“As most people age, they become much more accepting of themselves. They also become more empathetic to others,” says Jerrold Lee Shapiro, an author and professor of psychology at Santa Clara University. Shapiro spoke with more than 200 baby boomers for his book “Finding Meaning, Facing Fears in the Autumn of Your Years.” He believes people seem less annoyed by the irritations of everyday life – and there are other researchers who agree with him. Adam Davey, a psychology professor at Temple University said “There’s an idea that has gained support that we become better at emotion regulation as we get older.” Davey thinks that as we age we learn to cope with life circumstances by rethinking how to relate to them, rather than trying to change them. It’s possible that we also learn how to better choose our battles.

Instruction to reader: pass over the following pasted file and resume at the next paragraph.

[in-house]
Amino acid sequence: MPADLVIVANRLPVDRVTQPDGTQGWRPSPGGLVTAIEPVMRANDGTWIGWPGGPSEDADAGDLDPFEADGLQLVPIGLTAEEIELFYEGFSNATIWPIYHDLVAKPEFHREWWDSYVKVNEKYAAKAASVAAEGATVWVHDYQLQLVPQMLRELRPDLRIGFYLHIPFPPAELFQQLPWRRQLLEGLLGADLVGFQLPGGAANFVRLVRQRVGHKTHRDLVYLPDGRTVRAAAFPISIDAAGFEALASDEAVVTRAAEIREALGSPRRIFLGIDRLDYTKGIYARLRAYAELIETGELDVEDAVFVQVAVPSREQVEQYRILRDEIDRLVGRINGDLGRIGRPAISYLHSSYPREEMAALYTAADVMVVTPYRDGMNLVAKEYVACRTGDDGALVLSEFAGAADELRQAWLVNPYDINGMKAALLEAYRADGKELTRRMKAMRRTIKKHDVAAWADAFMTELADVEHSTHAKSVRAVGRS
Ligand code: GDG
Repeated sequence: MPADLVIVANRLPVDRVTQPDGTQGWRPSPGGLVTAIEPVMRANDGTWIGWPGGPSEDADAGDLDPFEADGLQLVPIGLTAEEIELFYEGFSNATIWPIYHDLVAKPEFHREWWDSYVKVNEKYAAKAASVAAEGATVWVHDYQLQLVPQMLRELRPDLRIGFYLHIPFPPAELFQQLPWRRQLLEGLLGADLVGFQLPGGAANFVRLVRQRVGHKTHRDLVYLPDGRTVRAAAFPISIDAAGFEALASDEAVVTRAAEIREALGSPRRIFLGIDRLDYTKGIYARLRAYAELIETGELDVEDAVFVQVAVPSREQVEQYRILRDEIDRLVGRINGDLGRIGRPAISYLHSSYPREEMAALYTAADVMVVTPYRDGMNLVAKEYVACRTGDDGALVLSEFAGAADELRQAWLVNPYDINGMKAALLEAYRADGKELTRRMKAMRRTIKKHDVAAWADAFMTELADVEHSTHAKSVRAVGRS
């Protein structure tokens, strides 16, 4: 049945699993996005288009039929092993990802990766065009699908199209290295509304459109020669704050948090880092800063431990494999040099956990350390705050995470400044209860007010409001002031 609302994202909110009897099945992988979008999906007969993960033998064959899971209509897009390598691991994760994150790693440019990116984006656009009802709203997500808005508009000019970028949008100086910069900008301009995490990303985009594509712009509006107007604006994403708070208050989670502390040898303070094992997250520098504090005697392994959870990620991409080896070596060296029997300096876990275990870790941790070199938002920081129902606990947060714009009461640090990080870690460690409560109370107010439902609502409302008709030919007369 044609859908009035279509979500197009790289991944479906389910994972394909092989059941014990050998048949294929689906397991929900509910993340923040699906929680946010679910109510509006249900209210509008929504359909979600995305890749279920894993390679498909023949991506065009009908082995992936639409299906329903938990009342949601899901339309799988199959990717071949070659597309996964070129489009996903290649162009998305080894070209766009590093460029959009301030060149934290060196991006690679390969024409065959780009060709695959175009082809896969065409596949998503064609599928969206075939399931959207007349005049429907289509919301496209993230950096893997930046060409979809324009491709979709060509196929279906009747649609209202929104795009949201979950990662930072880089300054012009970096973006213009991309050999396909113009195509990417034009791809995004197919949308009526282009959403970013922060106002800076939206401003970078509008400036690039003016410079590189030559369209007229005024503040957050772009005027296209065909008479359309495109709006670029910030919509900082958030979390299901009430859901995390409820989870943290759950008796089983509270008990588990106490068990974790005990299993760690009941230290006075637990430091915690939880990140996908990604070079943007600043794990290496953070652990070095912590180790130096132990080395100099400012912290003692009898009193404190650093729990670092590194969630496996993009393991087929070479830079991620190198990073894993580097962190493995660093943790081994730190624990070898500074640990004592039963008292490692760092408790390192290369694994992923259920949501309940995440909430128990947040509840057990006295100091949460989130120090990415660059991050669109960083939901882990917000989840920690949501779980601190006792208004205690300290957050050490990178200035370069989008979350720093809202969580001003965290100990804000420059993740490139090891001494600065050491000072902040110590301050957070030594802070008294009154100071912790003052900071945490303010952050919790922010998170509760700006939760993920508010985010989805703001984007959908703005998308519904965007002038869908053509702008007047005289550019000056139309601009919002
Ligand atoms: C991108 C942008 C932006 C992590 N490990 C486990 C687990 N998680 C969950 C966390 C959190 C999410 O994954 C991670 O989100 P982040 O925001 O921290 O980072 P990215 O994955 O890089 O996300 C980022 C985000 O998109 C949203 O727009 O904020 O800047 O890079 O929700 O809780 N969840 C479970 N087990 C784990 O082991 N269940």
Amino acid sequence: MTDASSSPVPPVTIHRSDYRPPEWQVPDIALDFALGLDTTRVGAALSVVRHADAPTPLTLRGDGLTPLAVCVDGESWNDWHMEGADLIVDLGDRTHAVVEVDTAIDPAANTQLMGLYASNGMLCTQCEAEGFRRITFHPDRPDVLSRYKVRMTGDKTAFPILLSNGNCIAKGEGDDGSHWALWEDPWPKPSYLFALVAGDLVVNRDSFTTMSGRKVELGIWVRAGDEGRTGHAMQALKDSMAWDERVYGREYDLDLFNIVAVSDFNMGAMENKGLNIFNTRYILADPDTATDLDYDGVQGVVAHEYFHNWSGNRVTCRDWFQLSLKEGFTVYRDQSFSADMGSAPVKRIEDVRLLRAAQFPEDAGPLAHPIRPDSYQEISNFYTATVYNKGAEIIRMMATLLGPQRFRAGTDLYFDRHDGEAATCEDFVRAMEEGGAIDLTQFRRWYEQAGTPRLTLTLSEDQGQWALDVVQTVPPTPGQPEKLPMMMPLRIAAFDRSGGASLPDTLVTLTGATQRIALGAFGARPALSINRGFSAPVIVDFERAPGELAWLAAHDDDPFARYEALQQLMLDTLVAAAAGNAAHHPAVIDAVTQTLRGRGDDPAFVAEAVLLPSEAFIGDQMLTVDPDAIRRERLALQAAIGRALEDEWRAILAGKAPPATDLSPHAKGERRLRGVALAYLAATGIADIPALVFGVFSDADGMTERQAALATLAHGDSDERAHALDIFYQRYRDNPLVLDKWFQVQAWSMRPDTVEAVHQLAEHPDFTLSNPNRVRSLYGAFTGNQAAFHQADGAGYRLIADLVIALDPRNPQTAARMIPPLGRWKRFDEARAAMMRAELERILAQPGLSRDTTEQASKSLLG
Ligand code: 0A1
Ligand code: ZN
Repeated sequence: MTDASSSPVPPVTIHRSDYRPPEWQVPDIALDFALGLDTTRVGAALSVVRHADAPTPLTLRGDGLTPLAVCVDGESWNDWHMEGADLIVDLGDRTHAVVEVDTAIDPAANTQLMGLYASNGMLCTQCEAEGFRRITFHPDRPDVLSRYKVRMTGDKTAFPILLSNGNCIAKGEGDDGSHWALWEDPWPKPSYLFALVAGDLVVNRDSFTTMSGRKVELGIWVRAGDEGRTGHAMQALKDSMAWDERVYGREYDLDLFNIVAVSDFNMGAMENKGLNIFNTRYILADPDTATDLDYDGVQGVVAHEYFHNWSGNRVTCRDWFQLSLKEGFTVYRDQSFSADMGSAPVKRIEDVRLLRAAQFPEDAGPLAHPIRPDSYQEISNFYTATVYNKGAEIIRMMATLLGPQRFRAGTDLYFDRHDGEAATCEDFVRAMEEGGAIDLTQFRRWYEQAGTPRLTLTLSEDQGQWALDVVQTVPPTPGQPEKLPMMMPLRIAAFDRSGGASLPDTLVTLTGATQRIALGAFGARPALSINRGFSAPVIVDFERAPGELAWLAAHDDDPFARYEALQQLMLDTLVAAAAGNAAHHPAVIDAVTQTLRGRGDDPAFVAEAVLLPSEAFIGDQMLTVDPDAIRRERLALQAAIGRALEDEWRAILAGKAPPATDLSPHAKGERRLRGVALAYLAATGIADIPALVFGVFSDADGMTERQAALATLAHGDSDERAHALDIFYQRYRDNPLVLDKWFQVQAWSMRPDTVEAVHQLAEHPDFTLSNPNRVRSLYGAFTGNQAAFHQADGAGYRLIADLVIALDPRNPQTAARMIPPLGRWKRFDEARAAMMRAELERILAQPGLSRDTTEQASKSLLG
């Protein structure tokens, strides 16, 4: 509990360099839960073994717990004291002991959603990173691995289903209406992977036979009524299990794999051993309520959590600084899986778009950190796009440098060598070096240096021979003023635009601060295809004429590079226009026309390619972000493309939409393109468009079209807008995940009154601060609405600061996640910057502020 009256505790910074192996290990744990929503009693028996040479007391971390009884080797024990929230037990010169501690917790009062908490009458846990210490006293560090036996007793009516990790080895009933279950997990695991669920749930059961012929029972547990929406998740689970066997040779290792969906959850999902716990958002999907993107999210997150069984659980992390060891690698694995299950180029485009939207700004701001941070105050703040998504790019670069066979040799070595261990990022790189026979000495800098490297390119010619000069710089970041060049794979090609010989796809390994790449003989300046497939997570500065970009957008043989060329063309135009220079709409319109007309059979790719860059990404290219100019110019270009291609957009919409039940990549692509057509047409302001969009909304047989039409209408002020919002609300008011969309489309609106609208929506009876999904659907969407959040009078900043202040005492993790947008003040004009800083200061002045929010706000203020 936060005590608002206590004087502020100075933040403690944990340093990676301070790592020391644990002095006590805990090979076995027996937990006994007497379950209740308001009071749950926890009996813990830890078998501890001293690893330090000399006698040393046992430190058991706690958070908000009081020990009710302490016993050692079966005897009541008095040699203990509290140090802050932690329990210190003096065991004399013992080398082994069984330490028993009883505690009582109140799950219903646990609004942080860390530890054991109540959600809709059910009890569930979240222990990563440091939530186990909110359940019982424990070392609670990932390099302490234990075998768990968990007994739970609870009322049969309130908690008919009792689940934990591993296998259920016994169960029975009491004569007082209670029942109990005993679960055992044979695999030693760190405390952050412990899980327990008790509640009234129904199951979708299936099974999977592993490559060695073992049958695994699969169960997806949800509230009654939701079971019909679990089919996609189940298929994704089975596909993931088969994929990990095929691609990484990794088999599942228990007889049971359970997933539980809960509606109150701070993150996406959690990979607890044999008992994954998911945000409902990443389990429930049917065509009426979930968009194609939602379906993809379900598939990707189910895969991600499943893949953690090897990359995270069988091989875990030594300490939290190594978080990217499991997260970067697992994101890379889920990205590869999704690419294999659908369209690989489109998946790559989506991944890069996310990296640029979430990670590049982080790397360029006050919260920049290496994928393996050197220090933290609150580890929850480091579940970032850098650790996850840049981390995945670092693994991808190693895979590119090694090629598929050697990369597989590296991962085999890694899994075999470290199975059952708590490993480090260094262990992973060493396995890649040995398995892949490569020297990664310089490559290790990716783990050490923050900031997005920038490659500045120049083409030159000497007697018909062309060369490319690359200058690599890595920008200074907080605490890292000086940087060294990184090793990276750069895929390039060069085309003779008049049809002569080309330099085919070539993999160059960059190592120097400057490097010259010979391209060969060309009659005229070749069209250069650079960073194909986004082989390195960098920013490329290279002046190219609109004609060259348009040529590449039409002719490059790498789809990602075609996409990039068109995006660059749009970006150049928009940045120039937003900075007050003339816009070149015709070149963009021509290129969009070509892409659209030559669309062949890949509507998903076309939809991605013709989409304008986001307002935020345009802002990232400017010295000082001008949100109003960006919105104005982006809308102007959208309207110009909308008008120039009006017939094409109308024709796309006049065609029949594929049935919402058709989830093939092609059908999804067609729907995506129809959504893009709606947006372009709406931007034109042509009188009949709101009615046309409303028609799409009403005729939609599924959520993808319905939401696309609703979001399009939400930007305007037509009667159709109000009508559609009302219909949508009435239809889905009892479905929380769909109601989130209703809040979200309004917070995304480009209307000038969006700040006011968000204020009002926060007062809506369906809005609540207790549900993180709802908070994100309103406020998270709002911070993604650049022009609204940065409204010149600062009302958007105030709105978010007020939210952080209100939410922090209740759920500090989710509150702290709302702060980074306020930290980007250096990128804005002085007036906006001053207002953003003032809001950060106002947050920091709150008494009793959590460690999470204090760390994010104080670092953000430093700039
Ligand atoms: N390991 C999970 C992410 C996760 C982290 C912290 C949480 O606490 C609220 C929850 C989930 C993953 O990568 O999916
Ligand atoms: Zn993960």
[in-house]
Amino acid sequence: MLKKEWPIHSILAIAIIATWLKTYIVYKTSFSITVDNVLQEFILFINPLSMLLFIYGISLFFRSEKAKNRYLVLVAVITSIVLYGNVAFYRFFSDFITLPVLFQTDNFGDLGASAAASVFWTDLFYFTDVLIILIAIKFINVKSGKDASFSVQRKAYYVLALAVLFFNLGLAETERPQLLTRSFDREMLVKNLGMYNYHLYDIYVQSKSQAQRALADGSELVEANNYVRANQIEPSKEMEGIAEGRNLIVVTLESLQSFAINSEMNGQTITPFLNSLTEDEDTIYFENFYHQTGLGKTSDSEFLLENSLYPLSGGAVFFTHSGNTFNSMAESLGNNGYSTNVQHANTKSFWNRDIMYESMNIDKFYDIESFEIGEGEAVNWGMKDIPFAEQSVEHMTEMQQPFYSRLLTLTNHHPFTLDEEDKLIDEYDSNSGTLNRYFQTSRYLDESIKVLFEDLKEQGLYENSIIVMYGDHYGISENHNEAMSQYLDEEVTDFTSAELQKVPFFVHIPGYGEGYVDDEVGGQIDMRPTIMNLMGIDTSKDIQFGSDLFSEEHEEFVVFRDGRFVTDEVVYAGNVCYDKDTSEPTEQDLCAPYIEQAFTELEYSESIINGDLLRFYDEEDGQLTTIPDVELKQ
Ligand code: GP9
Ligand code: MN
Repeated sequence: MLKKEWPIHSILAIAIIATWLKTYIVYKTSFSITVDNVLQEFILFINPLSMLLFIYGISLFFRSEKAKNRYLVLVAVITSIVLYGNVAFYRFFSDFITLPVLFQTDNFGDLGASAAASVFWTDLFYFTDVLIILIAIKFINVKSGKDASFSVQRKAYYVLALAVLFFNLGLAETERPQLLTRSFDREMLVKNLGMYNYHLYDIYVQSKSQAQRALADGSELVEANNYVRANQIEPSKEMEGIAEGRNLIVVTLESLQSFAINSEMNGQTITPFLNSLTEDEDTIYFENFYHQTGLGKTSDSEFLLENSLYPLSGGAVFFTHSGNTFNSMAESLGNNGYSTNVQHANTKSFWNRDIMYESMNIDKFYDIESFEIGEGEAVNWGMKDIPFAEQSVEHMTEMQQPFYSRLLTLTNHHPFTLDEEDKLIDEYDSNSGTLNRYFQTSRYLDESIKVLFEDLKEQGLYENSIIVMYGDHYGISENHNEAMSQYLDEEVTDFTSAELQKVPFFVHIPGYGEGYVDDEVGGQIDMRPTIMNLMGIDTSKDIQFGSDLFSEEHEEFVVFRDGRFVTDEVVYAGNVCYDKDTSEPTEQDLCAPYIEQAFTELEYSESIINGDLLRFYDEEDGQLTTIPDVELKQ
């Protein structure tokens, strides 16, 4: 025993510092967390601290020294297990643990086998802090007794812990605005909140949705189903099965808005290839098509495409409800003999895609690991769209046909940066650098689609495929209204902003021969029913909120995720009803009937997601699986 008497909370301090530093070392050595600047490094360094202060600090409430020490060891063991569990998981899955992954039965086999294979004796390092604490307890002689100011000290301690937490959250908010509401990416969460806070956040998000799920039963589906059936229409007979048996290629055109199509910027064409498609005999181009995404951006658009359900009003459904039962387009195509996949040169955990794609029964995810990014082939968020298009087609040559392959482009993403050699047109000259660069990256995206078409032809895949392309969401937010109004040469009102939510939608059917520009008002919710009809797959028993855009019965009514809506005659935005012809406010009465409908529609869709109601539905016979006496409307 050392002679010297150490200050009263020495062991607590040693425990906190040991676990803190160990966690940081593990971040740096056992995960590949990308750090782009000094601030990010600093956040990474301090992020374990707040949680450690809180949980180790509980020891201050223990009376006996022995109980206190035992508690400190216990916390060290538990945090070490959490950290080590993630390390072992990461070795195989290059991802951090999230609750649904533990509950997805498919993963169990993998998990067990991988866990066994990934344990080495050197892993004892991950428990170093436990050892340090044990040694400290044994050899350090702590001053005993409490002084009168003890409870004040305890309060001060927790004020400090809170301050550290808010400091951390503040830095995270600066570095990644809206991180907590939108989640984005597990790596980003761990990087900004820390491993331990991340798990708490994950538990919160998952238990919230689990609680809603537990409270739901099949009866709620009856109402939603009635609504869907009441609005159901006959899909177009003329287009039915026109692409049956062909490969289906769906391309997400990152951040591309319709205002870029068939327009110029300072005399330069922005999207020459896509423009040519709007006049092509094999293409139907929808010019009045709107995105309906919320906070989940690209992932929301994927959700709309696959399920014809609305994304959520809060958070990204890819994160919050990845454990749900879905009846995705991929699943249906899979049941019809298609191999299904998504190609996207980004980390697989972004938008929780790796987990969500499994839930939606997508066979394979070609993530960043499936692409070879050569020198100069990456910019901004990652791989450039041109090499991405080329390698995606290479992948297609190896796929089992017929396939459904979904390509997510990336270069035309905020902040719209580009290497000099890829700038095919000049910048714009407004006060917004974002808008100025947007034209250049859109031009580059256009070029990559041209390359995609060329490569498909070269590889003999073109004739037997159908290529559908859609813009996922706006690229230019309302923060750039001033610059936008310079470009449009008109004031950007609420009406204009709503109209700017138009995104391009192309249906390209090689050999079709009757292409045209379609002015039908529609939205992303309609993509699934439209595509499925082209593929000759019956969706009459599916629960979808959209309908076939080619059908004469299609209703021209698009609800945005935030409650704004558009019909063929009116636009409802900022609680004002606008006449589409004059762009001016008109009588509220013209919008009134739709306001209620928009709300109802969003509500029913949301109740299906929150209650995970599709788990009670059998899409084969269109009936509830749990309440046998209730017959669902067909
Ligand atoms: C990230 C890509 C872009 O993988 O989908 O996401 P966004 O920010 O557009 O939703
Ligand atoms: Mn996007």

While some people may question the “mellowing” as we age as a resignation, Shapiro defends his belief that the change is “incredibly hopeful.” Still, he found during his research that there are situations that can drive many people batty. “The only one that came up a number of times was an increasing rage at robocalls and dinner phone calls.” www.nytimes.com 1/17/13